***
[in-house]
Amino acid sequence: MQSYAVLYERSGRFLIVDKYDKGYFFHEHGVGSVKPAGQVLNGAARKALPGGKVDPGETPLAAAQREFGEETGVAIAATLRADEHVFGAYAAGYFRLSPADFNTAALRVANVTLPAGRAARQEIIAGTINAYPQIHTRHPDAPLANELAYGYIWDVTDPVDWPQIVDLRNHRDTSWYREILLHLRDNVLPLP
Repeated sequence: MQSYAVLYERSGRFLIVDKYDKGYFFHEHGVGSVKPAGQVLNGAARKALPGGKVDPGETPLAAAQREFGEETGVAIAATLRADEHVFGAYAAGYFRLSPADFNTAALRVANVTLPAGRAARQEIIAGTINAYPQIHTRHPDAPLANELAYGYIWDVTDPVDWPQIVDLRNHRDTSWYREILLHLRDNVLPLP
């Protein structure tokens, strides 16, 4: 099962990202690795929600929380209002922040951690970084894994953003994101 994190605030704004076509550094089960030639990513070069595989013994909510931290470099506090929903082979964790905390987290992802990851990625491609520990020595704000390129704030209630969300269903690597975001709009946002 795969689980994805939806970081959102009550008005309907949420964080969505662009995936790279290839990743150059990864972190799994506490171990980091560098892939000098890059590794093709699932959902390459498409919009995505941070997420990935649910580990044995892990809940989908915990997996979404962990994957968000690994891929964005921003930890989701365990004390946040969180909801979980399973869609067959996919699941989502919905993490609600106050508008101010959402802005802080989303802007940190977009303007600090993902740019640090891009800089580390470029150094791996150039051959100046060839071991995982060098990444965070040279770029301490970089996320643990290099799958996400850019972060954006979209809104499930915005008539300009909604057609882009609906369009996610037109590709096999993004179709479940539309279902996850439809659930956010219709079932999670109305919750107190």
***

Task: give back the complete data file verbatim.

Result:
[in-house]
Amino acid sequence: MQSYAVLYERSGRFLIVDKYDKGYFFHEHGVGSVKPAGQVLNGAARKALPGGKVDPGETPLAAAQREFGEETGVAIAATLRADEHVFGAYAAGYFRLSPADFNTAALRVANVTLPAGRAARQEIIAGTINAYPQIHTRHPDAPLANELAYGYIWDVTDPVDWPQIVDLRNHRDTSWYREILLHLRDNVLPLP
Repeated sequence: MQSYAVLYERSGRFLIVDKYDKGYFFHEHGVGSVKPAGQVLNGAARKALPGGKVDPGETPLAAAQREFGEETGVAIAATLRADEHVFGAYAAGYFRLSPADFNTAALRVANVTLPAGRAARQEIIAGTINAYPQIHTRHPDAPLANELAYGYIWDVTDPVDWPQIVDLRNHRDTSWYREILLHLRDNVLPLP
């Protein structure tokens, strides 16, 4: 099962990202690795929600929380209002922040951690970084894994953003994101 994190605030704004076509550094089960030639990513070069595989013994909510931290470099506090929903082979964790905390987290992802990851990625491609520990020595704000390129704030209630969300269903690597975001709009946002 795969689980994805939806970081959102009550008005309907949420964080969505662009995936790279290839990743150059990864972190799994506490171990980091560098892939000098890059590794093709699932959902390459498409919009995505941070997420990935649910580990044995892990809940989908915990997996979404962990994957968000690994891929964005921003930890989701365990004390946040969180909801979980399973869609067959996919699941989502919905993490609600106050508008101010959402802005802080989303802007940190977009303007600090993902740019640090891009800089580390470029150094791996150039051959100046060839071991995982060098990444965070040279770029301490970089996320643990290099799958996400850019972060954006979209809104499930915005008539300009909604057609882009609906369009996610037109590709096999993004179709479940539309279902996850439809659930956010219709079932999670109305919750107190």